G20 Leaders’ Summit Showed India’s Diplomatic Skill To The World

Inducted African Union as permanent member, making it the G21, Global Biofuels Alliance launched

G20 Leaders’ Summit announced the New Delhi Leaders’ Declaration on Saturday giving the world a preview into India’s diplomatic skills to ensure multilateralism and international cooperation. The document focused extensively on reforming global financial institutions and debt structuring to make funds available for developing nations struggling to meet climate challenges, setting the tone for discussions in the upcoming COP28 to be held in the UAE. With extreme weather events hitting hard this year, climate change remained high on the geopolitical agenda. There were high expectations, and also differing views on the level of climate action which must be urgently taken across major emitting countries, which include historical emitters like the US and Europe but also large economies like China and India. The big climate wins come with the agreement on tripling renewables targets by 2030 and putting a number to the need for climate finance for the first time in G20.

The UNFCCC’s first ever Global Stocktake report yesterday reiterated that the window to meet the 1.5 degree C target is closing fast. The Delhi Declaration gives hope towards climate action from the world’s major emitters responsible for 85% of emissions, however they missed agreeing on phasing out unabated fossil fuels.


● G20 inducted the African Union as a new permanent member, making it the G21

● Climate issues were interspersed across several key strands of the G20 discussions, including the bilaterals, and remained among key sticking points till the very end

● Overall, strong support for the Paris Agreement, and its targets including the 1.5 degree C warming limit was expressed

● Moves the language on finance from billions to trillions. Makes an effort to shift the discourse from mitigation – only finance- to resilience and adaptation. For the first time in G20, recognises the quantum for climate finance – gives a figure of USD 5.8-5.9 tr needed by pre 2030 for NDC achievement, and USD 4TR annually for achieving Net Zero by 2050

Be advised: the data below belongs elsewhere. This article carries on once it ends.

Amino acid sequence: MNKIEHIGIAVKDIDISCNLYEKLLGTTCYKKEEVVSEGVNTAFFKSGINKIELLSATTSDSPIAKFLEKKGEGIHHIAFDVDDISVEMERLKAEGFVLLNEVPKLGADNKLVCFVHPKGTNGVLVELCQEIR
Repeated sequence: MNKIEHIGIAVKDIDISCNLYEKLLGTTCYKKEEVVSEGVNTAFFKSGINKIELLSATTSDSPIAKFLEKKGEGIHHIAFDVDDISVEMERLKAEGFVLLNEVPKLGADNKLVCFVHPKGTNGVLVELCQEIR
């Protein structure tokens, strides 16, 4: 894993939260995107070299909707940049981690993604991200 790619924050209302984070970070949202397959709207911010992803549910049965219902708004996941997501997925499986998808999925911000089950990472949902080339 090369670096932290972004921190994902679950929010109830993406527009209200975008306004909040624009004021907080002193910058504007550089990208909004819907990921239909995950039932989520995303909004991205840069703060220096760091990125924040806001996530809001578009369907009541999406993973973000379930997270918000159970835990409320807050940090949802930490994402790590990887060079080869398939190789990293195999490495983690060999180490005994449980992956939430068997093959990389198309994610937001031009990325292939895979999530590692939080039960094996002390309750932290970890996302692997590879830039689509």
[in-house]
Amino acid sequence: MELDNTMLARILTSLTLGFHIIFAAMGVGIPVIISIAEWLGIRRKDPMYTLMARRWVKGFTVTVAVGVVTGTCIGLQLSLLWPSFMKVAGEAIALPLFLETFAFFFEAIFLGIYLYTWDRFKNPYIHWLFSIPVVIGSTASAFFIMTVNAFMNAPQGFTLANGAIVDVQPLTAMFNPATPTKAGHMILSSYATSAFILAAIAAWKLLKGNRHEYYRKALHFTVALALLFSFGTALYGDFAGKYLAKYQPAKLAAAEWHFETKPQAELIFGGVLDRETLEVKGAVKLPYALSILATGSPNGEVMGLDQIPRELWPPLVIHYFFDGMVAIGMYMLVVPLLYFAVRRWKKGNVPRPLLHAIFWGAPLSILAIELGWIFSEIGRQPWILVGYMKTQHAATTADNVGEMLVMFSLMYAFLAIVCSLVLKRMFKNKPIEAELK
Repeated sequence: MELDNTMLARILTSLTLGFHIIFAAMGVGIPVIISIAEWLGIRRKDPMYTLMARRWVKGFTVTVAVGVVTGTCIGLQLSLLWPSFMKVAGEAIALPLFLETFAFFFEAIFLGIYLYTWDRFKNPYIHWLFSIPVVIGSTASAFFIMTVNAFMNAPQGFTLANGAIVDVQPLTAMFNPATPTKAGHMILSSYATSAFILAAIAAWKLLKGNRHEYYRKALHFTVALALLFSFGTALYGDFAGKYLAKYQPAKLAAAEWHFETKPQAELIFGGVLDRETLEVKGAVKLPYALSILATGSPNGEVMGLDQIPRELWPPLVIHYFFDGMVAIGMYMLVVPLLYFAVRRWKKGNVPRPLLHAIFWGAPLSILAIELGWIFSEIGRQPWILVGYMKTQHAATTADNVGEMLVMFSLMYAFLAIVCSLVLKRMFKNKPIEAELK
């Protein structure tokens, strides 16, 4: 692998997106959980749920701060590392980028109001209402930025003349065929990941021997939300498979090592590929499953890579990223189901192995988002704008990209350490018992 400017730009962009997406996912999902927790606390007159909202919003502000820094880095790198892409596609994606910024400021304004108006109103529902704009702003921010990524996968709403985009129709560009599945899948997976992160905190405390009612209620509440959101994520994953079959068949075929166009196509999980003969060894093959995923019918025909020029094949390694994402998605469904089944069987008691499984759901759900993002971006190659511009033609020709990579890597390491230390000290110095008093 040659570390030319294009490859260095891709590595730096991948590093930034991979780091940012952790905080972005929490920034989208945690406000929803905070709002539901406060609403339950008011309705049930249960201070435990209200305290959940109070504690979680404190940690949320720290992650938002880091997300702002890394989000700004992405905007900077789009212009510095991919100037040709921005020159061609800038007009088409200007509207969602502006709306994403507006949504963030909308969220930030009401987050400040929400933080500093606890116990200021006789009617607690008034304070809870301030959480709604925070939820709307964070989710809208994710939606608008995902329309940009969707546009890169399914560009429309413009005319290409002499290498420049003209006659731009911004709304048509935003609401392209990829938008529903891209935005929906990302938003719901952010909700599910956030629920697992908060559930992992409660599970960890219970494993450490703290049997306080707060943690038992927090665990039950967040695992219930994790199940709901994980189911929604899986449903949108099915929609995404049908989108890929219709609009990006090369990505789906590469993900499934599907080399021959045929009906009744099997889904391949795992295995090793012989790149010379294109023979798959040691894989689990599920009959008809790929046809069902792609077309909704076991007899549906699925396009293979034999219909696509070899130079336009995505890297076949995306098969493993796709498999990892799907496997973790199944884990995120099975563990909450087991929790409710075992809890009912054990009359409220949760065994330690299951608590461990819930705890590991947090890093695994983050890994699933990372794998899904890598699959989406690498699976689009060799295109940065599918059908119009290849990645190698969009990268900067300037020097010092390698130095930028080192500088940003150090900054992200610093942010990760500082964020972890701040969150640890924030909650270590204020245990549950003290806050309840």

● Encourages tripling of RE capacity by 2030, and voluntary doubling the rate of energy efficiency improvement by 2030.The agreement to triple renewable energy globally will be a huge boost to the clean energy sector if it can be matched with technology and finance

● No new language from the last G20 on efforts to phase down coal- maintains the status quo. G20, home to 93% of global operating coal power plants and 88% of new proposed unabated coal power plants failed to agree to end new coal power plant construction

● Recognize the importance of sustainable biofuels in zero and low- emission development strategies, and note the setting up of a Global Biofuels Alliance

● No specific progress on phase down of coal but announced the establishing of a Green Hydrogen Innovation Centre steered by the International Solar Alliance (ISA) and also mentions derivatives like ammonia

● Although it recognises the need to reduce emissions by 43% by 2030 (relative to 2019 levels) and notes that global peaking must occur before 2025 (as prescribed by the IPCC’s AR6 Synthesis Report), it mentions that this doesn’t imply all countries must peak according to this timeline. This shows that while there is acknowledgement of climate science and policy inputs, principles of CBDR- RC remain alive when it comes to climate action

● Strong support expressed for MDB reforms, including Sustainable Finance Working group recommendations for scaling up blended finance and risk-sharing facilities and the enhanced role of MDBs in mobilising climate finance, especially through concessional resources

● Calls for an ambitious second replenishment process of the Green Climate Fund for its upcoming 2024-2027 programming period

● Commitment to work toward facilitating access to multilateral climate funds and enhancing their leverage and ability to mobilize private capital

● A multi-year G20 Technical Assistance Action Plan (TAAP) to address data related barriers for climate investments

● Global Biofuels Alliance was launched

The writer of this article is Dr. Seema Javed, an environmentalist & a communications professional in the field of climate and energy

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